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ORIGINAL ARTICLE
Year : 2017  |  Volume : 14  |  Issue : 2  |  Page : 84-91

A study of risk factors for acute myocardial infarction in patients below 35 years in eastern India


1 Department of Cardiology, King George's Medical University, Lucknow, Uttar Pradesh, India
2 Department of Cardiovascular and Thoracic Surgery, King George's Medical University, Lucknow, Uttar Pradesh, India
3 Consultant Cardiologist, BGS Global Hospital, Bengaluru, Karnataka, India

Correspondence Address:
Monika Bhandari
Department of Cardiology, KGMU, Lucknow, Uttar Pradesh
India
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Source of Support: None, Conflict of Interest: None


DOI: 10.4103/njc.njc_10_17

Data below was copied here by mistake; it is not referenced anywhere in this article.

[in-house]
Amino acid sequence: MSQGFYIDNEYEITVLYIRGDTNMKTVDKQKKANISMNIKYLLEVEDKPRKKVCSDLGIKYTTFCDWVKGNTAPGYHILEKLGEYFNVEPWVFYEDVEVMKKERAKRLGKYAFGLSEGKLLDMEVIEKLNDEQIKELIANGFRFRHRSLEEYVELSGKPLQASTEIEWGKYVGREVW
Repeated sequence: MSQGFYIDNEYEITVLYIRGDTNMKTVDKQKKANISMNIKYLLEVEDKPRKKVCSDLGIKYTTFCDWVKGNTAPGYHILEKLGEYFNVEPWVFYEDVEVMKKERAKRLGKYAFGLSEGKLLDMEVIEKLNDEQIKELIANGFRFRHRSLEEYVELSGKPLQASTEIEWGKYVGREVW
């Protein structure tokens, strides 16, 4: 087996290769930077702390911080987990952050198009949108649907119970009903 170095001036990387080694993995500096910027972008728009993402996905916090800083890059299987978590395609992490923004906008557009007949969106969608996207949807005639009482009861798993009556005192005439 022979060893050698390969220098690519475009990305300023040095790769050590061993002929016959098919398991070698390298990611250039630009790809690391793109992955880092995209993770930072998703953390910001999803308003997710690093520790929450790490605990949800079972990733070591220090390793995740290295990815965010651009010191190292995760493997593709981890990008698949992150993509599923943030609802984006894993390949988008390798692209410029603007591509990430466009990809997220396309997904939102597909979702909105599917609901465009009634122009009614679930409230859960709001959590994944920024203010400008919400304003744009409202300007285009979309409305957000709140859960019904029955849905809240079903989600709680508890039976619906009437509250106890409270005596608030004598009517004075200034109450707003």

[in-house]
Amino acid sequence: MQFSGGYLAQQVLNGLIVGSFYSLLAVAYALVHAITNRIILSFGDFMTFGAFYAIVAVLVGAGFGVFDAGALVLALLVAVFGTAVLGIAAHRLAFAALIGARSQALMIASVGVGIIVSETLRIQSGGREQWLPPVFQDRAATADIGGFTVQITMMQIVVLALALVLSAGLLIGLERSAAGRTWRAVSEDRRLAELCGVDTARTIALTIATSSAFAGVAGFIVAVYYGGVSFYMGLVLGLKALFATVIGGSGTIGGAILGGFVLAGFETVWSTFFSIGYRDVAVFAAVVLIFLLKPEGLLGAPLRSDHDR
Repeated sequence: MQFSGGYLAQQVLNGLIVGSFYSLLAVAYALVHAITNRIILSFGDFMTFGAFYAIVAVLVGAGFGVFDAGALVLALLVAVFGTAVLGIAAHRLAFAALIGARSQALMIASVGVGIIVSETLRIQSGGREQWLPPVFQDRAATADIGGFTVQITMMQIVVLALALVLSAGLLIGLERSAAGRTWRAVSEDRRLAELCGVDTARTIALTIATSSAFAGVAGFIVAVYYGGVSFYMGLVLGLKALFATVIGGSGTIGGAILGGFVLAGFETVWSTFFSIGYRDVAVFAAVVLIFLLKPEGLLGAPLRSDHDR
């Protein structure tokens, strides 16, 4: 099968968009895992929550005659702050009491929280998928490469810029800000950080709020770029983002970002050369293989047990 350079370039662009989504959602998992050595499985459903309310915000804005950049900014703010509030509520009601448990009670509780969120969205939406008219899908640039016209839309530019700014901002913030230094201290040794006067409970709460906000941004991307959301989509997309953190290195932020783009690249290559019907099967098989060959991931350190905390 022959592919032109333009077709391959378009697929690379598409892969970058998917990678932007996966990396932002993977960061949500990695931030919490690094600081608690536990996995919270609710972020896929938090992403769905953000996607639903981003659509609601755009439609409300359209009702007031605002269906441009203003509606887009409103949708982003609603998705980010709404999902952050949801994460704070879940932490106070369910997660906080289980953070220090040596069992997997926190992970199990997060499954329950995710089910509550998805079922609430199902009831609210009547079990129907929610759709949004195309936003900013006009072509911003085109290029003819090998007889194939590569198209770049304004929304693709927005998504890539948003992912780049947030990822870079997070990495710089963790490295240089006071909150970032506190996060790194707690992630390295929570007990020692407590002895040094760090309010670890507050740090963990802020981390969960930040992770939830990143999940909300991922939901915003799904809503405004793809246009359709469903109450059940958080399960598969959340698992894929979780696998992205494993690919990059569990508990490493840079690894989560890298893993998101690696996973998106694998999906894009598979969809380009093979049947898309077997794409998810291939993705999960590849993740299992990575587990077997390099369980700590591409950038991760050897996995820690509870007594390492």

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Background: Coronary artery disease (CAD) is most common cause of mortality. Its incidence in young Indians is about 12%–16%. Myocardial infarction (MI) in young can be divided into two groups, those with angiographically normal coronaries and those with CAD. 15%–20% of those with CAD have no identifiable risk factors and therefore miss the opportunity for primary prevention. Recent reports have suggested that increased lipoprotein a (Lp[a]) and hyperhomocysteinemia play an important role in MI. The true prevalence of CAD in young is grossly underestimated. Aims: (1) Study of risk factors for MI in patients <35 years. (2) Clinical presentation. (3) Disease pattern in coronary angiography. (4) To assess the relationship of emerging risk factors such as homocysteine and Lp(a) with MI. Materials and Methods: Fifty patients aged 35 years or younger diagnosed with acute MI were included. Results: The majority of patients were males (80%). The mean age was 33.3 in males and 31.8 years in females. Chest pain was the most common presenting complaint (94%). Smoking was the most prevalent risk factor (72%). Hyperhomocysteinemia (42%) and raised Lp(a) (24%) were emerging risk factors. Anterior wall MI was most prevalent (64%) and most patients had single vessel disease with left descending coronary being the most commonly involved artery. Conclusions: Homocysteine and Lp(a) should be measured in young MI patients. Smoking cessation and prevention of diabetes and hypertension should be encouraged. As young patients have more discrete lesion, timely revascularization will reduce myocardial damage.


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